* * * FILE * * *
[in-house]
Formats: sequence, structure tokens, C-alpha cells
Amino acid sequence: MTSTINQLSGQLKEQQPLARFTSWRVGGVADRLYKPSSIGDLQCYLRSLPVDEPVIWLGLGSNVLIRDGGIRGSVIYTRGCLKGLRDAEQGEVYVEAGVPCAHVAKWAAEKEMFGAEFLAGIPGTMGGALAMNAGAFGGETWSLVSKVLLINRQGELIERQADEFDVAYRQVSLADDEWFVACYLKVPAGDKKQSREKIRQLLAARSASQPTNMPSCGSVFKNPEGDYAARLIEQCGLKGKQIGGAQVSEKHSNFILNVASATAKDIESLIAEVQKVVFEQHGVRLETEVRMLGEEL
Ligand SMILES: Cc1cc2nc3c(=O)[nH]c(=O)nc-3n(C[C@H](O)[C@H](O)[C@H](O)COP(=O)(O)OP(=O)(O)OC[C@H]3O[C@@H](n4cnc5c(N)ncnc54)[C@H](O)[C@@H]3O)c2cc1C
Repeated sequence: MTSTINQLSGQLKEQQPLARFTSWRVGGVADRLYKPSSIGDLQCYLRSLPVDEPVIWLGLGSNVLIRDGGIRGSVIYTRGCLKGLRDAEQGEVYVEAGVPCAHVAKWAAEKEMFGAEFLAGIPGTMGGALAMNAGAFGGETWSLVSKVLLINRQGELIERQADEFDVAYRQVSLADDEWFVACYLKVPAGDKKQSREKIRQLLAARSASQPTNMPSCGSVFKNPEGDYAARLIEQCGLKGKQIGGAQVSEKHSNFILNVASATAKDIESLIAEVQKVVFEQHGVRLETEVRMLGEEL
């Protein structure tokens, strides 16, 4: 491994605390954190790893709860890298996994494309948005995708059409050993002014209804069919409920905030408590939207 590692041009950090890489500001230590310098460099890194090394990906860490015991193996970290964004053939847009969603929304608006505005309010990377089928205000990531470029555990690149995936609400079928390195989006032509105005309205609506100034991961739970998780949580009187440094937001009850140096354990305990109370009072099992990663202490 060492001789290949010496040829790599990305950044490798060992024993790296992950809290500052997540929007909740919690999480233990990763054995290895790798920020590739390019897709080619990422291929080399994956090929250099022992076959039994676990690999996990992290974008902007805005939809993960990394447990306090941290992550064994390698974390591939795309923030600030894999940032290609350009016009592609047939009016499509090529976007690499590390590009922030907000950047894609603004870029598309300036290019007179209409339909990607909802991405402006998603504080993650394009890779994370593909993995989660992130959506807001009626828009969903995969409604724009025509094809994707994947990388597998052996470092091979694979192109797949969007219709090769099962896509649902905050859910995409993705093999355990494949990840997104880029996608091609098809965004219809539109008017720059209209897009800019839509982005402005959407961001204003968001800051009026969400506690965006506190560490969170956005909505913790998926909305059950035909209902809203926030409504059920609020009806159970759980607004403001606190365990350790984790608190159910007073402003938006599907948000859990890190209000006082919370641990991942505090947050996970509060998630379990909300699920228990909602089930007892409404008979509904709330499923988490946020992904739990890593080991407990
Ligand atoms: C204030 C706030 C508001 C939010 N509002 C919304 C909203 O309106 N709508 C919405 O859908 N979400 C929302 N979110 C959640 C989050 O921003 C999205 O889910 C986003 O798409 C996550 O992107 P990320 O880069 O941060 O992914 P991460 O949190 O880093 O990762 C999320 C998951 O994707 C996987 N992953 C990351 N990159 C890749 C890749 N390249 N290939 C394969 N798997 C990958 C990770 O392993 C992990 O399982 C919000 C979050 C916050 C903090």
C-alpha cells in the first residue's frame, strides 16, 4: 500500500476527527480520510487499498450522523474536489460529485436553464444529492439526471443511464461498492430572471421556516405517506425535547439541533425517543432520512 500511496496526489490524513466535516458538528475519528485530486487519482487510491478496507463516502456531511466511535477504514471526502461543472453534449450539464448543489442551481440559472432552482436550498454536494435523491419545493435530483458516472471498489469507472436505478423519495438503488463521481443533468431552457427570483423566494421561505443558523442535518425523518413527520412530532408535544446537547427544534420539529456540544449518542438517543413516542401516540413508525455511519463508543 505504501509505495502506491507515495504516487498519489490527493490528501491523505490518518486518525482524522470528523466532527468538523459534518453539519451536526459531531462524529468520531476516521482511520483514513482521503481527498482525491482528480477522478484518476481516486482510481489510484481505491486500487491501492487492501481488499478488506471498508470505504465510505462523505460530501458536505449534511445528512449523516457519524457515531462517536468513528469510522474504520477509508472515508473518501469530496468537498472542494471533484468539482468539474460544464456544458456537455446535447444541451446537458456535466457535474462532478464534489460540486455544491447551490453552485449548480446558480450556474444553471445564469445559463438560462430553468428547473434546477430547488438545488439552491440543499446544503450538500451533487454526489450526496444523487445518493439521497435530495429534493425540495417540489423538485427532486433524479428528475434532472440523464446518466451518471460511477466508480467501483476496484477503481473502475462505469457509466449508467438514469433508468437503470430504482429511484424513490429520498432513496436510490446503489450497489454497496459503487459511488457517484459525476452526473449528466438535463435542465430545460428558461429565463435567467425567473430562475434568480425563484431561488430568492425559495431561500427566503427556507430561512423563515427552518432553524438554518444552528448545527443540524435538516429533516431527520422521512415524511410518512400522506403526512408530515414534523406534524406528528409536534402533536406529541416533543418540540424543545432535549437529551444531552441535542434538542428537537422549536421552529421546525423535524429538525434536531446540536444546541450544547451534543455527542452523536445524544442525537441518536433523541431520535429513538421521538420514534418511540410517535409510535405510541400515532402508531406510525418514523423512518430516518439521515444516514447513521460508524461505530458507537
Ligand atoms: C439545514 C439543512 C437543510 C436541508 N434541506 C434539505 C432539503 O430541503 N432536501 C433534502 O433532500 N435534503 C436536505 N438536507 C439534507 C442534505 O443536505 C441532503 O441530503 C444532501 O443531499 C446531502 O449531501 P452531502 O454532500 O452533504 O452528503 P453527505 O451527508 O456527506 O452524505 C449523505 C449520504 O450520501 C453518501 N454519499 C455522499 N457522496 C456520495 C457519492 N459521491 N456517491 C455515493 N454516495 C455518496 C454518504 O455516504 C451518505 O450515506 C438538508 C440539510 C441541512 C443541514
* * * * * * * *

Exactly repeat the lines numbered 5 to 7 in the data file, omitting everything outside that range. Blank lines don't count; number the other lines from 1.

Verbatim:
Repeated sequence: MTSTINQLSGQLKEQQPLARFTSWRVGGVADRLYKPSSIGDLQCYLRSLPVDEPVIWLGLGSNVLIRDGGIRGSVIYTRGCLKGLRDAEQGEVYVEAGVPCAHVAKWAAEKEMFGAEFLAGIPGTMGGALAMNAGAFGGETWSLVSKVLLINRQGELIERQADEFDVAYRQVSLADDEWFVACYLKVPAGDKKQSREKIRQLLAARSASQPTNMPSCGSVFKNPEGDYAARLIEQCGLKGKQIGGAQVSEKHSNFILNVASATAKDIESLIAEVQKVVFEQHGVRLETEVRMLGEEL
């Protein structure tokens, strides 16, 4: 491994605390954190790893709860890298996994494309948005995708059409050993002014209804069919409920905030408590939207 590692041009950090890489500001230590310098460099890194090394990906860490015991193996970290964004053939847009969603929304608006505005309010990377089928205000990531470029555990690149995936609400079928390195989006032509105005309205609506100034991961739970998780949580009187440094937001009850140096354990305990109370009072099992990663202490 060492001789290949010496040829790599990305950044490798060992024993790296992950809290500052997540929007909740919690999480233990990763054995290895790798920020590739390019897709080619990422291929080399994956090929250099022992076959039994676990690999996990992290974008902007805005939809993960990394447990306090941290992550064994390698974390591939795309923030600030894999940032290609350009016009592609047939009016499509090529976007690499590390590009922030907000950047894609603004870029598309300036290019007179209409339909990607909802991405402006998603504080993650394009890779994370593909993995989660992130959506807001009626828009969903995969409604724009025509094809994707994947990388597998052996470092091979694979192109797949969007219709090769099962896509649902905050859910995409993705093999355990494949990840997104880029996608091609098809965004219809539109008017720059209209897009800019839509982005402005959407961001204003968001800051009026969400506690965006506190560490969170956005909505913790998926909305059950035909209902809203926030409504059920609020009806159970759980607004403001606190365990350790984790608190159910007073402003938006599907948000859990890190209000006082919370641990991942505090947050996970509060998630379990909300699920228990909602089930007892409404008979509904709330499923988490946020992904739990890593080991407990
Ligand atoms: C204030 C706030 C508001 C939010 N509002 C919304 C909203 O309106 N709508 C919405 O859908 N979400 C929302 N979110 C959640 C989050 O921003 C999205 O889910 C986003 O798409 C996550 O992107 P990320 O880069 O941060 O992914 P991460 O949190 O880093 O990762 C999320 C998951 O994707 C996987 N992953 C990351 N990159 C890749 C890749 N390249 N290939 C394969 N798997 C990958 C990770 O392993 C992990 O399982 C919000 C979050 C916050 C903090």